The agamids show a curious distribution. They are found over much of the Old World, including continental Africa, Australia, Southern Asia and sparsely in warmer regions of Europe. They are however absent from Madagascar and from the New World. The distribution is the opposite of that of the iguanids, who are found in just these areas but absent in areas where agamids are found. A similar faunal divide is found in between the boas and pythons.
- Agaminae (Africa, Asia and Australia)
- Amphibolurinae (Australia and New Guinea)
- Draconinae (South and Southeast Asia)
- Hydrosaurinae (Hydrosaurus, Papua New Guinea, Philippines, and Indonesia)
- Leiolepidinae (Leiolepis, Southeast Asia)
- Uromasticinae (Saara and Uromastyx, Africa and south Asia)
The chameleons of the sister family Chamaeleonidae are sometimes discussed as subfamily Chamaeleoninae and subfamily Agaminae (referring to Agamidae, not the Agaminae mentioned above).
- Thompson, M.B. (1993). "Estimate of the population structure of the estern water dragon, Physignathus lesueurii (Reptilia : Agamidae), along riverside habitat". Wildlife Research (Australia: CSIRO Publishing) 20 (5): 613–619. doi:10.1071/WR9930613. Retrieved 4 November 2009.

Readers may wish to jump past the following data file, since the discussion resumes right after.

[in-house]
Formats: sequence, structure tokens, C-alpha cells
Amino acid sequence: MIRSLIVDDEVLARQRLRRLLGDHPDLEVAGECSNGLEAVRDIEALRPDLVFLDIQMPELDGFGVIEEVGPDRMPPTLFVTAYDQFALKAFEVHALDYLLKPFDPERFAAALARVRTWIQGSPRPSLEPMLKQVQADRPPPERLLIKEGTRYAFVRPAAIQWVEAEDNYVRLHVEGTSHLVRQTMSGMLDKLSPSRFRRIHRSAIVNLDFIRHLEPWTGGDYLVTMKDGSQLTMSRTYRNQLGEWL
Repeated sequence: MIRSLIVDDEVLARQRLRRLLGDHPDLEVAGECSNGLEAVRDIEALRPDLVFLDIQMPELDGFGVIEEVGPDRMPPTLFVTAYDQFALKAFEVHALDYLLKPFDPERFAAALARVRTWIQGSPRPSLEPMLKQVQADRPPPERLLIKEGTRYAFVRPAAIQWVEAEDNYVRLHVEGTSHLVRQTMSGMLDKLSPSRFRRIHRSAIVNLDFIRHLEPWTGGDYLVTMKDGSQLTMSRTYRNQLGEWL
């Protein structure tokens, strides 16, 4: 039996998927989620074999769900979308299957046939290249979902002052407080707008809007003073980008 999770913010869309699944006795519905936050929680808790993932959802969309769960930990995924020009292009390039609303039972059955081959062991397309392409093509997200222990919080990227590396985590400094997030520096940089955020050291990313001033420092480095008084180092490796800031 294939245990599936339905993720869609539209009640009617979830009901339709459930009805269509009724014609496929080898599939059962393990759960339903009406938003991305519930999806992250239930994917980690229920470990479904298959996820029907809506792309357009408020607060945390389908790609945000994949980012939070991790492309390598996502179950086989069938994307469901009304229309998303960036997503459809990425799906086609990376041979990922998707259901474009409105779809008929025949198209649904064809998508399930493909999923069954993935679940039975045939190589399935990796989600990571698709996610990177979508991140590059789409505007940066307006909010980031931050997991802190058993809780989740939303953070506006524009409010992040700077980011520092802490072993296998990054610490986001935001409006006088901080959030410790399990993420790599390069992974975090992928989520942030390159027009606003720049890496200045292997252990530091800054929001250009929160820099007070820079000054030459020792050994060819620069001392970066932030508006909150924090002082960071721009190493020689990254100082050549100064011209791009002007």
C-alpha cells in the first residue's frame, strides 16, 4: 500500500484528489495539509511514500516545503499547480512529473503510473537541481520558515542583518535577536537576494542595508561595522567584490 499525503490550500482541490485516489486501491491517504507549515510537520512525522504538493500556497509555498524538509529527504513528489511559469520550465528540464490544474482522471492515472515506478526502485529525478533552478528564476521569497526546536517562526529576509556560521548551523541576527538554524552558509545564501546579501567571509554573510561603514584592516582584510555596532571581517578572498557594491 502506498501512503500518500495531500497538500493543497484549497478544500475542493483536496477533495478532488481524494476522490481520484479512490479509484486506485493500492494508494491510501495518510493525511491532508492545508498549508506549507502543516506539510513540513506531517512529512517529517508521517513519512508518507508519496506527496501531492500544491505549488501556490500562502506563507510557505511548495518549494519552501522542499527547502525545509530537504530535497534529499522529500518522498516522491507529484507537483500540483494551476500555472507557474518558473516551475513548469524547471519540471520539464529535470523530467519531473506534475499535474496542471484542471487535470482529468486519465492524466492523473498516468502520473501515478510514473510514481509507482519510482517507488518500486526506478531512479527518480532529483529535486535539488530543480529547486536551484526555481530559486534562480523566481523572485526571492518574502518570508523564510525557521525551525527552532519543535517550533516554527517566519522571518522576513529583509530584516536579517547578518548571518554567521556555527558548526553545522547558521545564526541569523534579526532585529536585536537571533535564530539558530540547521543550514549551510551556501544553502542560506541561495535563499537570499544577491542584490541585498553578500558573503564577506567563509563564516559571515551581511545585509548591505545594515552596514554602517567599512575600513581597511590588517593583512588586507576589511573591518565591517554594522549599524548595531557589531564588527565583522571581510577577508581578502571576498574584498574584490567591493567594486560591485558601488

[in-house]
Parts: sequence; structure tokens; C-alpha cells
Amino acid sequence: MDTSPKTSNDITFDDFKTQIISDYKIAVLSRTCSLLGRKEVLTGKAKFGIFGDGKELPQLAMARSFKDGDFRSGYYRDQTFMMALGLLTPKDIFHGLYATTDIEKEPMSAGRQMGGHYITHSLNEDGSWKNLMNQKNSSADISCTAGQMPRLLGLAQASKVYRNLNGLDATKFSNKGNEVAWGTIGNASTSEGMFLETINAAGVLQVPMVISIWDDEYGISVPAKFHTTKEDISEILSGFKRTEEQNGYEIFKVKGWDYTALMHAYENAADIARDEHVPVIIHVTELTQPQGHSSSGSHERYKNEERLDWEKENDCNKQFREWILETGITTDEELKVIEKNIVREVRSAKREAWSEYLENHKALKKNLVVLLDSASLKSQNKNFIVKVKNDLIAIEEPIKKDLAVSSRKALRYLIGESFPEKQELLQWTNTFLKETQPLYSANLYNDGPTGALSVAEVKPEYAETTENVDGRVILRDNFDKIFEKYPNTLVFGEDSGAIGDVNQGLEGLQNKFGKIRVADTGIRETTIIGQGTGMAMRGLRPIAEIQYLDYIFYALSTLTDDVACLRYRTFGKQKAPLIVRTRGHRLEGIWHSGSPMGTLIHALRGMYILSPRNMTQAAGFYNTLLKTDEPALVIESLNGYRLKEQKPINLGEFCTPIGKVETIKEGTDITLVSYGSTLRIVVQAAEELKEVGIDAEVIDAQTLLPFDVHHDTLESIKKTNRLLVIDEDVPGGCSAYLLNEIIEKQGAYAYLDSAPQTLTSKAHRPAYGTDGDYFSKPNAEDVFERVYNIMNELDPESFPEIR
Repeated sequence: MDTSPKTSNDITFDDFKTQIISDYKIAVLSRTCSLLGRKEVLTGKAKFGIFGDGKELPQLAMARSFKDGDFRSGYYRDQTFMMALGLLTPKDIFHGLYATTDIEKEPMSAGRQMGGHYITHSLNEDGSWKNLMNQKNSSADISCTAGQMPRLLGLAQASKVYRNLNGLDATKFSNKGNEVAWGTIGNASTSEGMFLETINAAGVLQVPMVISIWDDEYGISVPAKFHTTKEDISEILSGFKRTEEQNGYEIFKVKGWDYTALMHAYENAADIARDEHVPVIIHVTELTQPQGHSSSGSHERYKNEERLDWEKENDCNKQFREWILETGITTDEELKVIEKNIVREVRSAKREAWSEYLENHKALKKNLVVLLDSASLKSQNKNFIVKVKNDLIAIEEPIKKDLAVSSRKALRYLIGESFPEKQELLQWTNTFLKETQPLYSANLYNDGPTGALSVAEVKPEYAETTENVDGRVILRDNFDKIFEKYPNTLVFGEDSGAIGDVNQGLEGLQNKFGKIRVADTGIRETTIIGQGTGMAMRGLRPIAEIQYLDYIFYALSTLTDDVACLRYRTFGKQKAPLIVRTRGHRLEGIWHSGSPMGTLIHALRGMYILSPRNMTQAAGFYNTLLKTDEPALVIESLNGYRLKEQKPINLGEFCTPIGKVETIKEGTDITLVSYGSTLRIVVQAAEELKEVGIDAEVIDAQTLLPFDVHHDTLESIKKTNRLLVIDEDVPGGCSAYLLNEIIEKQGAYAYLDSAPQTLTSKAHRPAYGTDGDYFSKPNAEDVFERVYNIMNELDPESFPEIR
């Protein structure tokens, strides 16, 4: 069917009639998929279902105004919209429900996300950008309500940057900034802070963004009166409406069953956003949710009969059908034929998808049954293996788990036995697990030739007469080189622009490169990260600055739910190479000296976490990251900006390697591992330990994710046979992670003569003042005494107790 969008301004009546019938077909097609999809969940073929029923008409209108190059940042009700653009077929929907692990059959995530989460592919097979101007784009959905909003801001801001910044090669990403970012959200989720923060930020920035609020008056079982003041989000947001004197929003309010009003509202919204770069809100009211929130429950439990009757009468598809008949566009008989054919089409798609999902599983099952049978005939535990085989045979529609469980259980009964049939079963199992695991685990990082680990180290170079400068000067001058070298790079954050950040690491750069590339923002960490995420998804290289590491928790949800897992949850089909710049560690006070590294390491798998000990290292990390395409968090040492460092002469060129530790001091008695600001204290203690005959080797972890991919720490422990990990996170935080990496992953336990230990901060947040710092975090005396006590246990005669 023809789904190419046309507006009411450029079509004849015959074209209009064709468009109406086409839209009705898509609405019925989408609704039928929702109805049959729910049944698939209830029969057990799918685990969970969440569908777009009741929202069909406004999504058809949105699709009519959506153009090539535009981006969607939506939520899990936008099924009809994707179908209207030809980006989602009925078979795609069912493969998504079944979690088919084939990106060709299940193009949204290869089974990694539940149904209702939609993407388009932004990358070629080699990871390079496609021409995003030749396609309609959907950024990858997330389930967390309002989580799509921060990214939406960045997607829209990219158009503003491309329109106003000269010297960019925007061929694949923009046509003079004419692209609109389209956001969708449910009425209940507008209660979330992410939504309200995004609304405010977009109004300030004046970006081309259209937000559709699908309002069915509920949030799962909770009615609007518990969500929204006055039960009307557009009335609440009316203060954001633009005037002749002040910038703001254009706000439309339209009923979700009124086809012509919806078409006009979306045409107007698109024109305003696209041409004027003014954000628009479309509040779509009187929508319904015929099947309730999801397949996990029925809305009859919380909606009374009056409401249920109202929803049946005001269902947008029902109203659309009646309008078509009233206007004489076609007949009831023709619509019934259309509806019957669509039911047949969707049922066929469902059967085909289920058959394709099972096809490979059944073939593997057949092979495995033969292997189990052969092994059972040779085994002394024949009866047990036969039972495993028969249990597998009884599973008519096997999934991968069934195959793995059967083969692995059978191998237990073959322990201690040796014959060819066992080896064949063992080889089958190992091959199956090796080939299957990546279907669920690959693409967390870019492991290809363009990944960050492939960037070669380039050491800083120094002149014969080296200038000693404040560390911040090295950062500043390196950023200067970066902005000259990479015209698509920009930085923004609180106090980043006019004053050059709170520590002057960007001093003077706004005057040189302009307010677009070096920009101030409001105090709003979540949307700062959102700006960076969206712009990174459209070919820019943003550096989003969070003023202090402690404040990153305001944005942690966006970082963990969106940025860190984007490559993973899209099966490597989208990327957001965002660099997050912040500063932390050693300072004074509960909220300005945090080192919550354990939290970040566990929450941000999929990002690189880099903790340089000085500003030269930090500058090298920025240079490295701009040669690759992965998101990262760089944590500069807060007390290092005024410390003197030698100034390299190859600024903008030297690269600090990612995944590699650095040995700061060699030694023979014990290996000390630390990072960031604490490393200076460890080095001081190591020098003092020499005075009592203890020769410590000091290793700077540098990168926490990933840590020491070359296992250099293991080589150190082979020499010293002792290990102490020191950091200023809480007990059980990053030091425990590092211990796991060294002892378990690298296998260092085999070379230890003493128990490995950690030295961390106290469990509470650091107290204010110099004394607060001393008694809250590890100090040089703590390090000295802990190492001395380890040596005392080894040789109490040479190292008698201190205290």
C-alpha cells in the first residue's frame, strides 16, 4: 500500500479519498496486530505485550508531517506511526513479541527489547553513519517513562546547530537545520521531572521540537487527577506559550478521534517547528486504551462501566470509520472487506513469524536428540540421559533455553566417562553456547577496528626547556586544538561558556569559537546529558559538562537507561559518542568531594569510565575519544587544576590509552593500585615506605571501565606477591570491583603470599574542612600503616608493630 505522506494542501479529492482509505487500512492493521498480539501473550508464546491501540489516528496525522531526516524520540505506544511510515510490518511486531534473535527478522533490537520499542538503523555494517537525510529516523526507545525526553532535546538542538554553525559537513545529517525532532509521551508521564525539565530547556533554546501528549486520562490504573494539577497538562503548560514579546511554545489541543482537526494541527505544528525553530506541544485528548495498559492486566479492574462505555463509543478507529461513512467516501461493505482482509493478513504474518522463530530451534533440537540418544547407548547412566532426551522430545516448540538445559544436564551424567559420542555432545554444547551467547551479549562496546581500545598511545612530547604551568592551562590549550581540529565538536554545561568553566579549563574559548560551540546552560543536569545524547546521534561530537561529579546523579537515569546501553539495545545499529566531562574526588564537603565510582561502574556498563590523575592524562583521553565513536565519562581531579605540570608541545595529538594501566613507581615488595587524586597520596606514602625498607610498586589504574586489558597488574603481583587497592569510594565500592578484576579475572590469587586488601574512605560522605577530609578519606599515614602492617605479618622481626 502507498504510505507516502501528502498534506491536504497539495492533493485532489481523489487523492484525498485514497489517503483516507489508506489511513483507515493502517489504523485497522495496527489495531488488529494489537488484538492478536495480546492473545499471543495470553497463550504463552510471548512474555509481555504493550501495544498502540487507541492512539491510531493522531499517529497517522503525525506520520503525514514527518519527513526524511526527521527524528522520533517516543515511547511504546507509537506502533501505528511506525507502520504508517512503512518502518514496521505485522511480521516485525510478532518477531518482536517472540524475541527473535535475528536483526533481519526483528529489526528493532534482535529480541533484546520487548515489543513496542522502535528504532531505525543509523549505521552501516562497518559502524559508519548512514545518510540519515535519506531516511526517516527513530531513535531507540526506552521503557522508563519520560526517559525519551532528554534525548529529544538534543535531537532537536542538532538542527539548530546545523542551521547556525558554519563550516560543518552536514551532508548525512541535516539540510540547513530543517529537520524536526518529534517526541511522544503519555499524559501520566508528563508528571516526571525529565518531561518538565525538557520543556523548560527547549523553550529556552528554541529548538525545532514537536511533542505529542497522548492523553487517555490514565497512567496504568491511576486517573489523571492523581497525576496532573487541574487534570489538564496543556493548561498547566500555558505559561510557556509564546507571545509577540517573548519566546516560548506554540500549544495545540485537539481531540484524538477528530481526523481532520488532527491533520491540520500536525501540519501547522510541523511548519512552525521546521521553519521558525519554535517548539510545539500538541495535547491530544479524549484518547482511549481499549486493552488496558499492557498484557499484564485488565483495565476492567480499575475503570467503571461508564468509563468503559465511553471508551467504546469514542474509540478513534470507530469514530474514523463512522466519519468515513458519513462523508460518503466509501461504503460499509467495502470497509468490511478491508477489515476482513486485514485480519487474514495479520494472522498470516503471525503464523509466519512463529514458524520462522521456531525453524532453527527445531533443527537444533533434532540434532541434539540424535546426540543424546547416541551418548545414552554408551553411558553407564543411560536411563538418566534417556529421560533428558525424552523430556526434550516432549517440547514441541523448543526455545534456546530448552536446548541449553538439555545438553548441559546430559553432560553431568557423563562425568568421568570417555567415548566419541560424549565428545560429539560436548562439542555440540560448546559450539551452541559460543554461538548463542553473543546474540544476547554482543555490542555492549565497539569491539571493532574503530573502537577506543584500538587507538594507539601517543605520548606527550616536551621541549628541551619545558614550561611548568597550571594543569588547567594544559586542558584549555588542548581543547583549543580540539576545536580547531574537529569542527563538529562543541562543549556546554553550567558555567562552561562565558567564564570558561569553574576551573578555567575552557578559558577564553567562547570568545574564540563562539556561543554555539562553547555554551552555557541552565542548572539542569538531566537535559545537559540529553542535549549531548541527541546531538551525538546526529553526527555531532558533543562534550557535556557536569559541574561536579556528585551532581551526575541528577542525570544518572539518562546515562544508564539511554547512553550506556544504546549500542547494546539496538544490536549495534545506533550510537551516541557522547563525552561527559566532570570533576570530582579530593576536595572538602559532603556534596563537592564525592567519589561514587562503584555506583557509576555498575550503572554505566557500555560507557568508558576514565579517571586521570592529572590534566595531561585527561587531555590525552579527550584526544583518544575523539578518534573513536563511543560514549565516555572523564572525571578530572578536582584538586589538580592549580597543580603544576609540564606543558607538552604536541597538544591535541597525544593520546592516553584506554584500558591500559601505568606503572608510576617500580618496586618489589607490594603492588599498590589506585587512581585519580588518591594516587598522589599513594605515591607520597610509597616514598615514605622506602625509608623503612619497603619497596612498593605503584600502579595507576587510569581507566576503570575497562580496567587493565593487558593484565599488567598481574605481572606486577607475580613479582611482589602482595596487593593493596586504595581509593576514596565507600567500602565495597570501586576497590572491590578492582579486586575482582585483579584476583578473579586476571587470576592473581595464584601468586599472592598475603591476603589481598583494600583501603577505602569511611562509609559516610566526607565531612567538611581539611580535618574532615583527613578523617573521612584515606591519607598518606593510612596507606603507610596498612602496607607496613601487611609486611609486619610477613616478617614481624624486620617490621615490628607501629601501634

- Ananjeva, Natalia B.; Bryan L. Stuart (2001). "The Agamid lizard Ptyctolaemus phuwtilmensis Manthey and Nabhitabhata, 1991 from Thailand and Laos represents a new genus". Russian Journal of Herpetology (Folium Publishing Company) 8 (3): 165–170. Retrieved 4 November 2009.
- de Velasco, Jesus Barraza; Glenn J. Tattersall (September 2008). "The influence of hypoxia on the thermal sensitivity of skin colouration in the bearded dragon, Pogona vitticeps". Journal of Comparative Physiology B: Biochemical, Systemic, and Environmental Physiology (Berlin / Heidelberg: Springer) 178 (7): 867–875. doi:10.1007/s00360-008-0274-8. Retrieved 4 November 2009.
- Cuervo, J.J.; R. Shine (10 July 2007). "Hues of a dragon's belly: morphological correlates of ventral coloration in water dragons". Journal of Zoology (The Zoological Society of London) 273 (3): 298–304. doi:10.1111/j.1469-7998.2007.00328.x. Retrieved 4 November 2009.